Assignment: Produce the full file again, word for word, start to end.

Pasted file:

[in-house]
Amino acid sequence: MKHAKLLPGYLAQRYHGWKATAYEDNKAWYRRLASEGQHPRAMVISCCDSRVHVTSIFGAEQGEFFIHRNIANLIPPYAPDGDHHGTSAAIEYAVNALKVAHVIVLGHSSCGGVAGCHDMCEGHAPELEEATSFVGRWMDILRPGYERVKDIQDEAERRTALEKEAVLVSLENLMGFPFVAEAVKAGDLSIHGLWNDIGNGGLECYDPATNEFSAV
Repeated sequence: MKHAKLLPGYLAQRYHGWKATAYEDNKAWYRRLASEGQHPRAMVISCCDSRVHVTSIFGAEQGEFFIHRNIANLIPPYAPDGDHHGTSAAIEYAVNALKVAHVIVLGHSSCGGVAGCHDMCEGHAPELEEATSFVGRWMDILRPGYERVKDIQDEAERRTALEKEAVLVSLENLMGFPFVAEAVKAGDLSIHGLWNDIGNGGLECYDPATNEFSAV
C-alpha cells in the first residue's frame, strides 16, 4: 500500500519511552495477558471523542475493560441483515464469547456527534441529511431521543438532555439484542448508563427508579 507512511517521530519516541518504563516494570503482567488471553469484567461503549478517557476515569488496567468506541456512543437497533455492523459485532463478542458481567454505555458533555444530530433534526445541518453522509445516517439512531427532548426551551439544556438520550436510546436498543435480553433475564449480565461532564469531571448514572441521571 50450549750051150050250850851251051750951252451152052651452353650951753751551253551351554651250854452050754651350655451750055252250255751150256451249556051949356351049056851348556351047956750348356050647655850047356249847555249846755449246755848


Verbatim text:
[in-house]
Amino acid sequence: MKHAKLLPGYLAQRYHGWKATAYEDNKAWYRRLASEGQHPRAMVISCCDSRVHVTSIFGAEQGEFFIHRNIANLIPPYAPDGDHHGTSAAIEYAVNALKVAHVIVLGHSSCGGVAGCHDMCEGHAPELEEATSFVGRWMDILRPGYERVKDIQDEAERRTALEKEAVLVSLENLMGFPFVAEAVKAGDLSIHGLWNDIGNGGLECYDPATNEFSAV
Repeated sequence: MKHAKLLPGYLAQRYHGWKATAYEDNKAWYRRLASEGQHPRAMVISCCDSRVHVTSIFGAEQGEFFIHRNIANLIPPYAPDGDHHGTSAAIEYAVNALKVAHVIVLGHSSCGGVAGCHDMCEGHAPELEEATSFVGRWMDILRPGYERVKDIQDEAERRTALEKEAVLVSLENLMGFPFVAEAVKAGDLSIHGLWNDIGNGGLECYDPATNEFSAV
C-alpha cells in the first residue's frame, strides 16, 4: 500500500519511552495477558471523542475493560441483515464469547456527534441529511431521543438532555439484542448508563427508579 507512511517521530519516541518504563516494570503482567488471553469484567461503549478517557476515569488496567468506541456512543437497533455492523459485532463478542458481567454505555458533555444530530433534526445541518453522509445516517439512531427532548426551551439544556438520550436510546436498543435480553433475564449480565461532564469531571448514572441521571 50450549750051150050250850851251051750951252451152052651452353650951753751551253551351554651250854452050754651350655451750055252250255751150256451249556051949356351049056851348556351047956750348356050647655850047356249847555249846755449246755848